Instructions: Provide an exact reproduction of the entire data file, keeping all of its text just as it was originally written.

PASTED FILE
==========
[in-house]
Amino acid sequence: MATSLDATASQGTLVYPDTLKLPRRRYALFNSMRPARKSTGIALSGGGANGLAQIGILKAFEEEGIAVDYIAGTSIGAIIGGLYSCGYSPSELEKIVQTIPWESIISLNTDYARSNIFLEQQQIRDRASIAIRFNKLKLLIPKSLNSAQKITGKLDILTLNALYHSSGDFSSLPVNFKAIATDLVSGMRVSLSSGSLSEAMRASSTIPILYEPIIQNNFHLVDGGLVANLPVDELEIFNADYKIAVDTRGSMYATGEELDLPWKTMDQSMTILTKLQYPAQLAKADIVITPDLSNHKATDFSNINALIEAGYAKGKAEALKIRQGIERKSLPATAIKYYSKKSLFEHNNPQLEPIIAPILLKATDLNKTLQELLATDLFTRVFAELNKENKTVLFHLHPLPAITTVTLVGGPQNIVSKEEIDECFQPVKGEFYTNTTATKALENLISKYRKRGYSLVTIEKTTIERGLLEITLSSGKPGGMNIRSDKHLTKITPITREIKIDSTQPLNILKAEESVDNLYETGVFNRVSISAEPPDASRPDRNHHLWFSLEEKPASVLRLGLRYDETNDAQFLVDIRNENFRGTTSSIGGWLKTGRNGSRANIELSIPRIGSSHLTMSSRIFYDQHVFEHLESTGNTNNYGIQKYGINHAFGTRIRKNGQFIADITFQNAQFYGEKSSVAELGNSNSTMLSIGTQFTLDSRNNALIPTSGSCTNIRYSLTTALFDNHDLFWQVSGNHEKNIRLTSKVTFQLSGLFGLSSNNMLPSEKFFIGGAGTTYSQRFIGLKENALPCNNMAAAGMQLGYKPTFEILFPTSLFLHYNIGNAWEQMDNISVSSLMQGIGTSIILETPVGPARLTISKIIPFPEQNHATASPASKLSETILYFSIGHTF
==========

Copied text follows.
[in-house]
Amino acid sequence: MATSLDATASQGTLVYPDTLKLPRRRYALFNSMRPARKSTGIALSGGGANGLAQIGILKAFEEEGIAVDYIAGTSIGAIIGGLYSCGYSPSELEKIVQTIPWESIISLNTDYARSNIFLEQQQIRDRASIAIRFNKLKLLIPKSLNSAQKITGKLDILTLNALYHSSGDFSSLPVNFKAIATDLVSGMRVSLSSGSLSEAMRASSTIPILYEPIIQNNFHLVDGGLVANLPVDELEIFNADYKIAVDTRGSMYATGEELDLPWKTMDQSMTILTKLQYPAQLAKADIVITPDLSNHKATDFSNINALIEAGYAKGKAEALKIRQGIERKSLPATAIKYYSKKSLFEHNNPQLEPIIAPILLKATDLNKTLQELLATDLFTRVFAELNKENKTVLFHLHPLPAITTVTLVGGPQNIVSKEEIDECFQPVKGEFYTNTTATKALENLISKYRKRGYSLVTIEKTTIERGLLEITLSSGKPGGMNIRSDKHLTKITPITREIKIDSTQPLNILKAEESVDNLYETGVFNRVSISAEPPDASRPDRNHHLWFSLEEKPASVLRLGLRYDETNDAQFLVDIRNENFRGTTSSIGGWLKTGRNGSRANIELSIPRIGSSHLTMSSRIFYDQHVFEHLESTGNTNNYGIQKYGINHAFGTRIRKNGQFIADITFQNAQFYGEKSSVAELGNSNSTMLSIGTQFTLDSRNNALIPTSGSCTNIRYSLTTALFDNHDLFWQVSGNHEKNIRLTSKVTFQLSGLFGLSSNNMLPSEKFFIGGAGTTYSQRFIGLKENALPCNNMAAAGMQLGYKPTFEILFPTSLFLHYNIGNAWEQMDNISVSSLMQGIGTSIILETPVGPARLTISKIIPFPEQNHATASPASKLSETILYFSIGHTF